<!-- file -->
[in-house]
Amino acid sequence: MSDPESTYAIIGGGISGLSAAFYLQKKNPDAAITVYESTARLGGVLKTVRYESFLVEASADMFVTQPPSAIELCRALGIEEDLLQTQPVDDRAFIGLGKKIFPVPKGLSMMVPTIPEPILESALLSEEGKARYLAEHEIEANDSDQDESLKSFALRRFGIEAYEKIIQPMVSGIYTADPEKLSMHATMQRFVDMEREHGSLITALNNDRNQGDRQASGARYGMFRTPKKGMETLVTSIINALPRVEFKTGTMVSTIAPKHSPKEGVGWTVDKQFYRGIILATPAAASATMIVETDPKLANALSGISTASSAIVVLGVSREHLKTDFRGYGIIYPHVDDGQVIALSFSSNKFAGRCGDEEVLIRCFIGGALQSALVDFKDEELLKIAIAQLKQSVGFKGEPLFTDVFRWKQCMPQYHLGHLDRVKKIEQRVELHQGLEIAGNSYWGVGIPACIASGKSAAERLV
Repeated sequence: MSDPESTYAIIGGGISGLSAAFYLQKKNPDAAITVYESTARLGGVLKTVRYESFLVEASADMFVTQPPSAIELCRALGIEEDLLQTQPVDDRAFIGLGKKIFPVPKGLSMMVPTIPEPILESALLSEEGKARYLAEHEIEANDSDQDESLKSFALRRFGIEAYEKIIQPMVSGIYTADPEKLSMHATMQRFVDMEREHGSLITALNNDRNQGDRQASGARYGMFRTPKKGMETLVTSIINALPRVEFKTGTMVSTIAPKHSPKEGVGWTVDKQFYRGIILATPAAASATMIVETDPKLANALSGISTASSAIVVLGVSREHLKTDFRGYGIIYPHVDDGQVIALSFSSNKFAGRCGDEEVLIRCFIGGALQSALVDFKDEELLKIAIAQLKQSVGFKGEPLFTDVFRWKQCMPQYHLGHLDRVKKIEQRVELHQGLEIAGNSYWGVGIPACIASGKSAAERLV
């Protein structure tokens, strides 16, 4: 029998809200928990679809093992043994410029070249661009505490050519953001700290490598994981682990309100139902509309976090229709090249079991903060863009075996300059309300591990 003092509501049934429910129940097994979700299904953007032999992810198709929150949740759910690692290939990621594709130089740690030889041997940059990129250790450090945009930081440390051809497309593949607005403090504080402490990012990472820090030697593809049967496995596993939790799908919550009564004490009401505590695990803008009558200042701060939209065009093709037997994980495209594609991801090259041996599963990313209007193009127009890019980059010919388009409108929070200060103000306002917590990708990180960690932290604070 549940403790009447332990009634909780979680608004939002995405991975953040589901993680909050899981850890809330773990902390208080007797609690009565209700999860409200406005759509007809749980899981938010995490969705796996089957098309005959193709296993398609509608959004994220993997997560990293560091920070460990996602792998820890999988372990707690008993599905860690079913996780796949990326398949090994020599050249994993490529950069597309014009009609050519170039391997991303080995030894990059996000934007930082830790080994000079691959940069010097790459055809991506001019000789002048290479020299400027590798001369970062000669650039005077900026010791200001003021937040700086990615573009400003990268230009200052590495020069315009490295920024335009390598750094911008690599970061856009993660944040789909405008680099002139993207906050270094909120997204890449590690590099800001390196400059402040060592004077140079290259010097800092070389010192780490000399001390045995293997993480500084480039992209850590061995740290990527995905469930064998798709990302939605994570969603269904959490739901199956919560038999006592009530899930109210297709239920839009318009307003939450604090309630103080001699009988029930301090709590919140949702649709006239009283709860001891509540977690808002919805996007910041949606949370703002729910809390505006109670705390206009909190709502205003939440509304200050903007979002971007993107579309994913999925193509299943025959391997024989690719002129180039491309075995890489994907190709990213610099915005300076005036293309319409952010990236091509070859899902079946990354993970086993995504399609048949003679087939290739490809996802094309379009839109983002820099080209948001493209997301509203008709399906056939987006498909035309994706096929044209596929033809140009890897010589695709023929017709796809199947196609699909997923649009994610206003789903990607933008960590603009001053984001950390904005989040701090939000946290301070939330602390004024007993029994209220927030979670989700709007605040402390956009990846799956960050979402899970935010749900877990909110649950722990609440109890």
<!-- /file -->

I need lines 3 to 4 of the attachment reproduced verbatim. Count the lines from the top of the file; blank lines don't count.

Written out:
Repeated sequence: MSDPESTYAIIGGGISGLSAAFYLQKKNPDAAITVYESTARLGGVLKTVRYESFLVEASADMFVTQPPSAIELCRALGIEEDLLQTQPVDDRAFIGLGKKIFPVPKGLSMMVPTIPEPILESALLSEEGKARYLAEHEIEANDSDQDESLKSFALRRFGIEAYEKIIQPMVSGIYTADPEKLSMHATMQRFVDMEREHGSLITALNNDRNQGDRQASGARYGMFRTPKKGMETLVTSIINALPRVEFKTGTMVSTIAPKHSPKEGVGWTVDKQFYRGIILATPAAASATMIVETDPKLANALSGISTASSAIVVLGVSREHLKTDFRGYGIIYPHVDDGQVIALSFSSNKFAGRCGDEEVLIRCFIGGALQSALVDFKDEELLKIAIAQLKQSVGFKGEPLFTDVFRWKQCMPQYHLGHLDRVKKIEQRVELHQGLEIAGNSYWGVGIPACIASGKSAAERLV
């Protein structure tokens, strides 16, 4: 029998809200928990679809093992043994410029070249661009505490050519953001700290490598994981682990309100139902509309976090229709090249079991903060863009075996300059309300591990 003092509501049934429910129940097994979700299904953007032999992810198709929150949740759910690692290939990621594709130089740690030889041997940059990129250790450090945009930081440390051809497309593949607005403090504080402490990012990472820090030697593809049967496995596993939790799908919550009564004490009401505590695990803008009558200042701060939209065009093709037997994980495209594609991801090259041996599963990313209007193009127009890019980059010919388009409108929070200060103000306002917590990708990180960690932290604070 549940403790009447332990009634909780979680608004939002995405991975953040589901993680909050899981850890809330773990902390208080007797609690009565209700999860409200406005759509007809749980899981938010995490969705796996089957098309005959193709296993398609509608959004994220993997997560990293560091920070460990996602792998820890999988372990707690008993599905860690079913996780796949990326398949090994020599050249994993490529950069597309014009009609050519170039391997991303080995030894990059996000934007930082830790080994000079691959940069010097790459055809991506001019000789002048290479020299400027590798001369970062000669650039005077900026010791200001003021937040700086990615573009400003990268230009200052590495020069315009490295920024335009390598750094911008690599970061856009993660944040789909405008680099002139993207906050270094909120997204890449590690590099800001390196400059402040060592004077140079290259010097800092070389010192780490000399001390045995293997993480500084480039992209850590061995740290990527995905469930064998798709990302939605994570969603269904959490739901199956919560038999006592009530899930109210297709239920839009318009307003939450604090309630103080001699009988029930301090709590919140949702649709006239009283709860001891509540977690808002919805996007910041949606949370703002729910809390505006109670705390206009909190709502205003939440509304200050903007979002971007993107579309994913999925193509299943025959391997024989690719002129180039491309075995890489994907190709990213610099915005300076005036293309319409952010990236091509070859899902079946990354993970086993995504399609048949003679087939290739490809996802094309379009839109983002820099080209948001493209997301509203008709399906056939987006498909035309994706096929044209596929033809140009890897010589695709023929017709796809199947196609699909997923649009994610206003789903990607933008960590603009001053984001950390904005989040701090939000946290301070939330602390004024007993029994209220927030979670989700709007605040402390956009990846799956960050979402899970935010749900877990909110649950722990609440109890």